Despite the flood of liquidity provided by central bankers around the world, valuations still matter to investors. We were not surprised by the weak response to the announcement of QE3. Unlike prior QE programs, the market rallied strongly into the announcement, pushing our proprietary portfolio discount-to-Absolute Value indicator to its upper extreme. In addition, the market has recently demonstrated a weak response following Fed announcements, including the announcement of Operation Twist last fall and its subsequent extension during the second quarter.
As mentioned at the beginning of this commentary, we see the recent performance of certain factors as a sign that the current market cycle may be entering its late stage. Another interesting data point may support this conclusion. Capacity utilization and operating margins of businesses typically move together, but there has been a recent divergence with small-cap margins stalling below peak levels and utilization soaring to cyclical highs. We believe this divergence is due to the weak nature of the recovery combined with restrained investment by most companies. This underinvestment has helped support higher margins in the face of weak demand. If demand accelerates, tight capacity would lead to pricing power that could push margins even higher. Unfortunately, the lack of investment in new capacity will ultimately limit earnings growth, and combined with higher prices could usher in a wave of inflation.
As we listen to both company management teams and investors, it is clear that there is a crisis of confidence—confidence in policy makers, confidence in regulators, and confidence in markets. While confidence was not high at the beginning of the year, it has clearly deteriorated. In essence, this is why CEOs do not want to invest, banks do not want to lend, and consumers do not want to borrow or spend. In the near-term, earnings are unlikely to provide a significant boost. Although the third quarter may beat overall expectations, the pace of growth is almost certain to slow and guidance ratios among larger companies are running strongly negative. Without a significant upside surprise in growth or job creation (both highly unlikely), any near-term rallies on economic data are almost certain to prove fleeting.
Secular de-leveraging combined with underinvestment by companies and a liquidity-fueled equity rally has led to an unprecedented divergence among the economy, corporate profits, and the stock market. We believe that it is unlikely that all three will converge in a positive and orderly fashion. If the economy improves, underinvestment may lead to below average profit growth due to the constraints of peak capacity. If inflation picks up beyond the healthy levels targeted by the Fed, Chairman Bernanke would face pressure to quickly remove liquidity programs. Such an action could trigger higher interest rates and weaker than normal market returns. In this scenario it is uncertain whether the market recovery in equities can be self-sustaining.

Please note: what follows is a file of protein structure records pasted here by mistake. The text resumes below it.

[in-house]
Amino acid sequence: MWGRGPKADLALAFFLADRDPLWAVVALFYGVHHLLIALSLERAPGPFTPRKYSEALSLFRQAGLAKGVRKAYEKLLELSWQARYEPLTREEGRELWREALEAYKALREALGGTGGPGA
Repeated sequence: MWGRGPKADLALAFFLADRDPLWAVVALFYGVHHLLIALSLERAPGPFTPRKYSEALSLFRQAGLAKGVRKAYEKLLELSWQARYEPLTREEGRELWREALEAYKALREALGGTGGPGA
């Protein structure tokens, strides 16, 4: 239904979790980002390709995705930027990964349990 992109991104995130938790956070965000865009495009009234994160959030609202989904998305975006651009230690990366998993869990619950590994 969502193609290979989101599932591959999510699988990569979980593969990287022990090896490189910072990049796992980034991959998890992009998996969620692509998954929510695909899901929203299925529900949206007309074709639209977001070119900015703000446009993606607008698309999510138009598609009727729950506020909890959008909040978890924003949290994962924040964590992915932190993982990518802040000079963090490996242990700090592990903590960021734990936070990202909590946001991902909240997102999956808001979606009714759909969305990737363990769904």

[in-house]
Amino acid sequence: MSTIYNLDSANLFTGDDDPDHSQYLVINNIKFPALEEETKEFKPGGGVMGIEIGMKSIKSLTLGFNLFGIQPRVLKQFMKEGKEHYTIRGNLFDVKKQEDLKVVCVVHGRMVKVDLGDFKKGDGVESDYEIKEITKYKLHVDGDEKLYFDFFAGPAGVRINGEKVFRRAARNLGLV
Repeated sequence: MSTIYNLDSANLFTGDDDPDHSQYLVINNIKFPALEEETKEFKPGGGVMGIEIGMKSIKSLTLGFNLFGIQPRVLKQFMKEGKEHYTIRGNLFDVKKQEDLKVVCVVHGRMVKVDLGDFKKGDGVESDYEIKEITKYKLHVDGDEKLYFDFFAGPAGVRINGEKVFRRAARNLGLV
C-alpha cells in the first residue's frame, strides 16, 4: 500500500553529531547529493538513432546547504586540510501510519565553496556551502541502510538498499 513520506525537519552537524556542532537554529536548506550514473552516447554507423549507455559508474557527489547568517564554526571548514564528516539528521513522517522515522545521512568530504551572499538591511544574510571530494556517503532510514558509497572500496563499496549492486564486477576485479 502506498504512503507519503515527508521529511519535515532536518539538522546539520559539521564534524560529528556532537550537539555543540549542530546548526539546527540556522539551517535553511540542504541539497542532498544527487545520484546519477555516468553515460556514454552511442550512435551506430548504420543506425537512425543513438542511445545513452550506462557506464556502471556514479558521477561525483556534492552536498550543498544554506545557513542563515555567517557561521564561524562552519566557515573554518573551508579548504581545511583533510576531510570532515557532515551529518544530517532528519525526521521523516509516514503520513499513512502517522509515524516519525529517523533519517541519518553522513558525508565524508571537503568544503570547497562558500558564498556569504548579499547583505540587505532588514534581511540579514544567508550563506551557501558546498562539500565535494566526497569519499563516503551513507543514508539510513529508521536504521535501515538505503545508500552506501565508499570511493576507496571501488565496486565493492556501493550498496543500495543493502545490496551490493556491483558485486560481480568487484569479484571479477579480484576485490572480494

We believe a fundamental change in Washington would help facilitate a positive convergence. Whether this means a change in Congress, a change in the White House, or a change in how the two major parties work together, more of the same is unlikely to improve sentiment—just the opposite. Politics aside, American business clearly needs to see Washington work toward a sustainable and united platform for growth, fiscal responsibility, and regulatory visibility. Absent change, the economy faces many more years of muddle-through growth, ineffective monetary and fiscal stimulus and ultimately an even larger crisis to test our nation’s resolve. The looming “fiscal cliff” threatens an estimated 4% of the economy. How Washington tackles this issue will be vital, and telling about how Washington will function in the coming years.
As our comments would imply, we are hesitant to present an outlook for 2013 until after the election and the third quarter reporting season. Overall, we expect management teams will continue to be cautious. Our assessment is that the operating environment slowed as the quarter progressed. Consequently, how management teams view demand trends and inflationary pressures and plan to sustain margins will be insightful. With this in mind, we continue to position the Fund for a sustained period of below trend growth. We also stand poised to take advantage of any volatility and accompanying price dislocations that may emerge in coming months.
River Road Asset Management
16 October 2012
As of September 30, 2012, Big Lots comprised 3.11% of the portfolio’s assets, True Religion Apparel – 0.62%, Ingram Micro – 1.18%, Nordion – 0.88%, Geo Group – 4.42%, NeuStar – 3.49%, and ICU Medical – 2.38%.
Note: Small-cap stocks are considered riskier than large-cap stocks due to greater potential volatility and less liquidity. Value investing often involves buying the stocks of companies that are currently out of favor that may decline further.
Before investing, consider the Fund’s investment objectives, risks, charges, and expenses. Contact 800 992-8151 for a prospectus or summary prospectus containing this and other information. Please, read it carefully. Aston Funds are distributed by Foreside Funds Distributors LLC.